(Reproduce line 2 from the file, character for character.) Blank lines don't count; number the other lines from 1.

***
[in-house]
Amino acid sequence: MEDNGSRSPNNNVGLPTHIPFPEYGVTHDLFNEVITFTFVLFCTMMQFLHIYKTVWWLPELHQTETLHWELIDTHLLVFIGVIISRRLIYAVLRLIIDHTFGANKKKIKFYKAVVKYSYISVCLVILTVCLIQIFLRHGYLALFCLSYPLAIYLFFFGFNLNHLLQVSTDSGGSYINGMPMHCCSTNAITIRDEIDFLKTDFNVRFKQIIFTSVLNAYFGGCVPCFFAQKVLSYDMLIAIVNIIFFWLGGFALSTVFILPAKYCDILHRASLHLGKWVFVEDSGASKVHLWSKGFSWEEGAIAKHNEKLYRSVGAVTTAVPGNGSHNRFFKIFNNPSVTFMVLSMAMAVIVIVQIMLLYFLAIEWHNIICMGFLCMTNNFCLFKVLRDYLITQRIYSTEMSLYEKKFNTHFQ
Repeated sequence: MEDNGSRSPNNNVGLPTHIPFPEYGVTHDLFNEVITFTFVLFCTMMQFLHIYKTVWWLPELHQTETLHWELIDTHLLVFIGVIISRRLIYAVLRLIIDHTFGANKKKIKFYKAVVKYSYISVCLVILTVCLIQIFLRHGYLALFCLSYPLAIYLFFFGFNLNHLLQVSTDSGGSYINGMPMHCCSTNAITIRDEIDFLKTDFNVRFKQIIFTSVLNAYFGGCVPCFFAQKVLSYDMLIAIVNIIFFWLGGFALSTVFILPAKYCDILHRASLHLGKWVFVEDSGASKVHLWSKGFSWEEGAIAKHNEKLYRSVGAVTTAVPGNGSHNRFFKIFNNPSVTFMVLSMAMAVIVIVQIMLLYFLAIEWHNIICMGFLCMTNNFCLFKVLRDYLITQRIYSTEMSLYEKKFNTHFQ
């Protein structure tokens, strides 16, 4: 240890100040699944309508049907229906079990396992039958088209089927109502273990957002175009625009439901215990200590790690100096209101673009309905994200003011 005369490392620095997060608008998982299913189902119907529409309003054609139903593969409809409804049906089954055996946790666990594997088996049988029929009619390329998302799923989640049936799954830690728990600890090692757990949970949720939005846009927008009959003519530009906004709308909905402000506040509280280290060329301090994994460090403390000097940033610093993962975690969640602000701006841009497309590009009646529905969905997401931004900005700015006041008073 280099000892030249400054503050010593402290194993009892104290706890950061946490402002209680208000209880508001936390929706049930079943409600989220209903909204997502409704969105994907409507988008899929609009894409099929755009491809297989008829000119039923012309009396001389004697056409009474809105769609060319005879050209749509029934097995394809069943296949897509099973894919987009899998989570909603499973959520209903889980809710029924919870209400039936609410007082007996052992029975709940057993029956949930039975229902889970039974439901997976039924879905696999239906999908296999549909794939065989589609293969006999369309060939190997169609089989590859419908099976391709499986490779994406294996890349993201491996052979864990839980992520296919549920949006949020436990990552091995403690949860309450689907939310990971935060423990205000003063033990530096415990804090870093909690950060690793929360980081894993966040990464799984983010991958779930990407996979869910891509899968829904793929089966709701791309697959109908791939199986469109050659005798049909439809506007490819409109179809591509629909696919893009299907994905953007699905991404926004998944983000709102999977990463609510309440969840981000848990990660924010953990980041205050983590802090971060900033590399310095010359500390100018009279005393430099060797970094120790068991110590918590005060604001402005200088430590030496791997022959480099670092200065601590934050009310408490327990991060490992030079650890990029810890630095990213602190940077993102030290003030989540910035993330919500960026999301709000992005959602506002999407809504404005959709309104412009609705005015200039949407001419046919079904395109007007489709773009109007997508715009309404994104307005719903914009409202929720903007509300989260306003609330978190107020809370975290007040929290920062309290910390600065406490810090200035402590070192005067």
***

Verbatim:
Amino acid sequence: MEDNGSRSPNNNVGLPTHIPFPEYGVTHDLFNEVITFTFVLFCTMMQFLHIYKTVWWLPELHQTETLHWELIDTHLLVFIGVIISRRLIYAVLRLIIDHTFGANKKKIKFYKAVVKYSYISVCLVILTVCLIQIFLRHGYLALFCLSYPLAIYLFFFGFNLNHLLQVSTDSGGSYINGMPMHCCSTNAITIRDEIDFLKTDFNVRFKQIIFTSVLNAYFGGCVPCFFAQKVLSYDMLIAIVNIIFFWLGGFALSTVFILPAKYCDILHRASLHLGKWVFVEDSGASKVHLWSKGFSWEEGAIAKHNEKLYRSVGAVTTAVPGNGSHNRFFKIFNNPSVTFMVLSMAMAVIVIVQIMLLYFLAIEWHNIICMGFLCMTNNFCLFKVLRDYLITQRIYSTEMSLYEKKFNTHFQ